Even in the best of circumstances, “vertical living” is rife with the challenges that come along with human beings living in a “stacked” configuration. Now, with much of New York City in “shelter in place” mode and people staying in their apartments close to 24/7, these challenges can potentially become even more acute. Accordingly, now more than ever, it is important for board members, as community leaders, to urge their fellow building occupants to act as neighborly as possible.
For example, legion is the tale of the New Yorker who uses her oven for additional shoe storage or who has nothing but energy drinks and vodka in his fridge and freezer. In the city that never sleeps are thousands who never cook. However, as restaurants are closed, food delivery options minimized and all are encouraged to stay at home as much as is possible, many New Yorkers are now doing the previously unthinkable: cooking! Unfortunately, what may smell ambrosial to the newly-minted chef, may be offensive to his neighbors. The governing documents of most condominiums and cooperatives prohibit occupants from permitting “offensive or annoying” odors to emanate from their apartments. Building occupants can be gently (but firmly) urged not to open their apartment doors as a means of ventilating their apartments while cooking, and instead, to open kitchen windows for such purpose.
Condominium and cooperative governing documents similarly prohibit occupants from permitting “offensive and annoying” noises to emanate from their apartments. As a result of the lockdown, both adults and children are mostly confined to their apartments and, naturally, accumulate excess energy and limited options for exercising same. Before starting your rehearsal of the latest Tik Tok dance, getting in your 100 jumping jacks or engaging in a family dodgeball game, think about whether your neighbors in the adjoining apartment are going to be affected. In addition, many buildings have an “80% Rule” whereby 80% of floor space must be covered by a rug or similar covering. To address noise complaints, owners and occupants can be reminded of this rule and urged to comply with it. (*Home furnishing stores may be temporarily closed, but abundant online options are available.)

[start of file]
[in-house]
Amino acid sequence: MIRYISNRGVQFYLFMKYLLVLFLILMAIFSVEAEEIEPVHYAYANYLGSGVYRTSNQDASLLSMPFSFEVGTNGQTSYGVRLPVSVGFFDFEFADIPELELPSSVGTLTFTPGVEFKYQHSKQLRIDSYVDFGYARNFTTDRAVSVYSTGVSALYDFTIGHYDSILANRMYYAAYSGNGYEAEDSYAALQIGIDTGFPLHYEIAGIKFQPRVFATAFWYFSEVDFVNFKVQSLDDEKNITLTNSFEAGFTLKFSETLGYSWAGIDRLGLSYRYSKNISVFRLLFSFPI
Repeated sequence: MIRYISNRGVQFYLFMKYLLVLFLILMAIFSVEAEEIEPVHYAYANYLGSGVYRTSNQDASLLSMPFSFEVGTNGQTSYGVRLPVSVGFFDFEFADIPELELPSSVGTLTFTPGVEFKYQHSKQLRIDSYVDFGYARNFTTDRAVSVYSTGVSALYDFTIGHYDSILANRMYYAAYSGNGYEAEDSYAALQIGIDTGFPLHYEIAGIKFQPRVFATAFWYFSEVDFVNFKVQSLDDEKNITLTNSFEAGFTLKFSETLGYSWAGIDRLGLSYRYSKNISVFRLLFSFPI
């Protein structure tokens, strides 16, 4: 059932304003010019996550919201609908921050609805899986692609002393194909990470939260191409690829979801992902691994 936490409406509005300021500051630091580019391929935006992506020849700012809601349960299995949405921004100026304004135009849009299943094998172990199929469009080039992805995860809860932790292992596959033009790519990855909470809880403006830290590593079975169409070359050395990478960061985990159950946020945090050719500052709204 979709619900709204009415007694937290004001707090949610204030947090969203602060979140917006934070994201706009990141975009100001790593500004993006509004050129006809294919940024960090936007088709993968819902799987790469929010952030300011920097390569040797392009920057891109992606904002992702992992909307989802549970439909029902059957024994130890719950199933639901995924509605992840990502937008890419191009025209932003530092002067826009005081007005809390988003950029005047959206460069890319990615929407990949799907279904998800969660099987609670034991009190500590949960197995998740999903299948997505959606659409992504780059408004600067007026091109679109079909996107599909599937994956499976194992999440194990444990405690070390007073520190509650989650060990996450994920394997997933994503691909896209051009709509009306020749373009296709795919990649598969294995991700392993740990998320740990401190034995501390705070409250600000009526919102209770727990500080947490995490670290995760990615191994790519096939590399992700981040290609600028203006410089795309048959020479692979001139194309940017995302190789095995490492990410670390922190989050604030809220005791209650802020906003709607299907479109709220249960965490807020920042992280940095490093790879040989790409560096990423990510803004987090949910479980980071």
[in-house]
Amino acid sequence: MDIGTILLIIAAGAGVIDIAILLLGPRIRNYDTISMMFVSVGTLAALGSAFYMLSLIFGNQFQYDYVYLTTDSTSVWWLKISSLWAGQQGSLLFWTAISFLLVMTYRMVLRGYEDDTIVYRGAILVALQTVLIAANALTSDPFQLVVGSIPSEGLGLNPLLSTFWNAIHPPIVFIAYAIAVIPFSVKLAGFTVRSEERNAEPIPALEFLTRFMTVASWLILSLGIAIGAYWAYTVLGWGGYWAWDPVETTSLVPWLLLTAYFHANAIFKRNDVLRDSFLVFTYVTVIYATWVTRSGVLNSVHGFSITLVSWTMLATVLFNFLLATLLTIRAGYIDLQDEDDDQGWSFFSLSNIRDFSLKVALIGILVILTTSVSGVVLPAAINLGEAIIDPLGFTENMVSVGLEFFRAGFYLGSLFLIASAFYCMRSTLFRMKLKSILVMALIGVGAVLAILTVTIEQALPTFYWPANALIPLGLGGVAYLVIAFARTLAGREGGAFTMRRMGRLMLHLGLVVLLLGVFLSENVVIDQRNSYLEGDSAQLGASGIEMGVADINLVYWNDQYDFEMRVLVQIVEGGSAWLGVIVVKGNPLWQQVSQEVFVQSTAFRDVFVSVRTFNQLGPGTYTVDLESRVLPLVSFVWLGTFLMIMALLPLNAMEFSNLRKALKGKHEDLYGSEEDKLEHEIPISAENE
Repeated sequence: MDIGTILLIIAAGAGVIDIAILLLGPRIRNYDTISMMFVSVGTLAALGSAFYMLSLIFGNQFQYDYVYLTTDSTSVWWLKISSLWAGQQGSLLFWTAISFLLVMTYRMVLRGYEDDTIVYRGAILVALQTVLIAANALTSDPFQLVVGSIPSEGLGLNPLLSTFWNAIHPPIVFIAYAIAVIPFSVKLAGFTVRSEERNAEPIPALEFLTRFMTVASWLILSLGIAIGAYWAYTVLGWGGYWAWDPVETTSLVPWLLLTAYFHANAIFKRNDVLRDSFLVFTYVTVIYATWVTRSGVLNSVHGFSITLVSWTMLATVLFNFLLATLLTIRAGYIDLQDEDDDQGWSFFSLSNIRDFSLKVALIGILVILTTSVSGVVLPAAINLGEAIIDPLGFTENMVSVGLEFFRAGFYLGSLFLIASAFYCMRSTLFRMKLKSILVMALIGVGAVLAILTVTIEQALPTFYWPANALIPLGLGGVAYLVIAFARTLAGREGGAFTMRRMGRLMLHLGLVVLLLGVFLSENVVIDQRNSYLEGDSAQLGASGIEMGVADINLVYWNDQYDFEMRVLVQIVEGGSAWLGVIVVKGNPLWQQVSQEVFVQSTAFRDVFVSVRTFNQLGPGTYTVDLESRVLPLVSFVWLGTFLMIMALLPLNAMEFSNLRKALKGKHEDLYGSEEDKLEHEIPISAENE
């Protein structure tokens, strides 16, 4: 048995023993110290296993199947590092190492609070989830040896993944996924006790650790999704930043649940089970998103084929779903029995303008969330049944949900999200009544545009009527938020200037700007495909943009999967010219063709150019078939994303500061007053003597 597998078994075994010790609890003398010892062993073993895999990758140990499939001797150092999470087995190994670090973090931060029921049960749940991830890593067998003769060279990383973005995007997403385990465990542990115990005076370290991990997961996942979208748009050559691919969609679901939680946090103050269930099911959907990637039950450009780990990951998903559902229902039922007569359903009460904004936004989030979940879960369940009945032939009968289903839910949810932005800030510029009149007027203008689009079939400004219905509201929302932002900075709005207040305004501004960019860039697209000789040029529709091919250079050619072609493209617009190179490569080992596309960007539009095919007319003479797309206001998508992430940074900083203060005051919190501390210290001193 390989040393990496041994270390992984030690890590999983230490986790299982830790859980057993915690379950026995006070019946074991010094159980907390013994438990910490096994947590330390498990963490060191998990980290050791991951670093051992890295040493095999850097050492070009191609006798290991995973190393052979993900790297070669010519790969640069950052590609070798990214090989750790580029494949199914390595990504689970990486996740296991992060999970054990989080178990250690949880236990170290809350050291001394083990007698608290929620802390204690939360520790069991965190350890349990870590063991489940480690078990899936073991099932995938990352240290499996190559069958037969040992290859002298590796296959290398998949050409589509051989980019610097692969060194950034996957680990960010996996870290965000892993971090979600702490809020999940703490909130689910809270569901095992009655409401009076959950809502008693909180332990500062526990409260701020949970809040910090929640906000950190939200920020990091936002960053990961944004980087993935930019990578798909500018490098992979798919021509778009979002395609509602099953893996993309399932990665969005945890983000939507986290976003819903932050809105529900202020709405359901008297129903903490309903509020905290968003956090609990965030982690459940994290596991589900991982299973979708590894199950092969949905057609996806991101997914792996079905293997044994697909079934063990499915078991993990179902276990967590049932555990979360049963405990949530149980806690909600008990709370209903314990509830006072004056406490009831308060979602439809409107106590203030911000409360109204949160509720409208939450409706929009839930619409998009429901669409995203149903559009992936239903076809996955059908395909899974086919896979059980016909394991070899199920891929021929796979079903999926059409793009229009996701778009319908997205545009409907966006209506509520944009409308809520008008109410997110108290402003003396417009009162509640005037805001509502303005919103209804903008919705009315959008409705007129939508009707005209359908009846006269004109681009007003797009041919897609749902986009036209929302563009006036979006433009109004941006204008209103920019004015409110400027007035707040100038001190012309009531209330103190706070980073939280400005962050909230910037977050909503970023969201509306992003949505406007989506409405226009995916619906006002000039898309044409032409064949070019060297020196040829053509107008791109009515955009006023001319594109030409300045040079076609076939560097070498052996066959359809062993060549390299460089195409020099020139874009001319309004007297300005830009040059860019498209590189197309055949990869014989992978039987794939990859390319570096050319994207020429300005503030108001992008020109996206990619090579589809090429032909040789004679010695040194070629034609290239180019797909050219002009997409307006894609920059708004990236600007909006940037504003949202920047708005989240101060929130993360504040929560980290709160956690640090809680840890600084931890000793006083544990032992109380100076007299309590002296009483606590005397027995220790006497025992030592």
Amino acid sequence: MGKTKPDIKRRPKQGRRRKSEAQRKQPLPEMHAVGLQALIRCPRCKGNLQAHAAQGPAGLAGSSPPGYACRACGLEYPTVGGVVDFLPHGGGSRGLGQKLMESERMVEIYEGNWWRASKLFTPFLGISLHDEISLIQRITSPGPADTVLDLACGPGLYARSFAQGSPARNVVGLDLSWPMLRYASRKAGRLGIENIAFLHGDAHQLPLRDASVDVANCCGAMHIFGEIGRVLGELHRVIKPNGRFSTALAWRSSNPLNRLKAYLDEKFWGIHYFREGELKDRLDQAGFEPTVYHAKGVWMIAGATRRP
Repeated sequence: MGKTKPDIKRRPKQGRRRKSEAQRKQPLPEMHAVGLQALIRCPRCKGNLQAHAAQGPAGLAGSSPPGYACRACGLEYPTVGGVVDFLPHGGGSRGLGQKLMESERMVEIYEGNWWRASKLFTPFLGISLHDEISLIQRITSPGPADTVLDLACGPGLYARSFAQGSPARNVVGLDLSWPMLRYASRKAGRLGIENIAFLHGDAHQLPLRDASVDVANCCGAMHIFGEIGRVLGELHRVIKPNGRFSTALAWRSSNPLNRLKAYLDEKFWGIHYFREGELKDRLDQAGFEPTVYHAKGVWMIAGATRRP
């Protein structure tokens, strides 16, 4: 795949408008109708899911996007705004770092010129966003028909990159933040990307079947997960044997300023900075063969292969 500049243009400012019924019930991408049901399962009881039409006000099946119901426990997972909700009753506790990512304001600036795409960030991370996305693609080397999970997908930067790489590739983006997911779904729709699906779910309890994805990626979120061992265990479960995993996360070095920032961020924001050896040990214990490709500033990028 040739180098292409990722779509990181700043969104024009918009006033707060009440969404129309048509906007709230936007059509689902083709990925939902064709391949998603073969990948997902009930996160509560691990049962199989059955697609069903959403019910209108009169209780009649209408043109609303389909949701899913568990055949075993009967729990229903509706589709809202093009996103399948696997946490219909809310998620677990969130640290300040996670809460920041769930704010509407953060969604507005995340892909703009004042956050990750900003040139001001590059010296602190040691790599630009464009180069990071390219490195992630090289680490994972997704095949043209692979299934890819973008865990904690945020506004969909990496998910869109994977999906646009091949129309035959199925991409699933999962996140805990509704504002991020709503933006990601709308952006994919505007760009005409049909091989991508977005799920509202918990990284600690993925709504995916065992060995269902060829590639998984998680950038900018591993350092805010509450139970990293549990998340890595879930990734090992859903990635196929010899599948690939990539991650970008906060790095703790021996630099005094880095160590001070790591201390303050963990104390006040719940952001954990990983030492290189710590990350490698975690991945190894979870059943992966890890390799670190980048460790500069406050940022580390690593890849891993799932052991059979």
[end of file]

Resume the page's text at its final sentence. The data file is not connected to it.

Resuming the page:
Separately, the New York City Department of Health and Mental Hygiene has recently issued a recommendation that all New Yorkers wear a face covering when outside their homes (https://www1.nyc.gov/assets/doh/downloads/pdf/imm/covid-19-face-covering-faq.pdf). This would include being in and traversing through the common areas of apartment buildings. Building occupants can be advised of this guidance and urged to comply with same. Should a condominium board of managers or cooperative board of directors wish to require staff to wear a face covering while on duty, it would be wise to provide masks or similar face coverings to facilitate compliance. Disposable face masks are in short supply, priority going to front-line medical workers. The internet, however, is rife with “how-to” tutorials on making your own face mask.
Another act of “neighborliness” consistent with social distancing guidelines is letting the elevator go if it arrives with other passengers. While in “normal” times, it is neighborly to engage in chit-chat with your neighbors in the elevator, for the time-being, be generous with your neighbors by allowing for solo elevator rides.
In sum, during this unprecedented period, we are all in this together. This “pause” period will end and slowly, we all will begin to re-emerge into the outside world. In the interim, there is nothing wrong with reminding folks that inherent in condominium or cooperative living is a certain “neighborliness” that inures to the benefit of the condominium or cooperative community at large.
My colleagues and I are available to answer any questions you may have about “neighborliness” and other issues that may be affecting your building during these challenging times.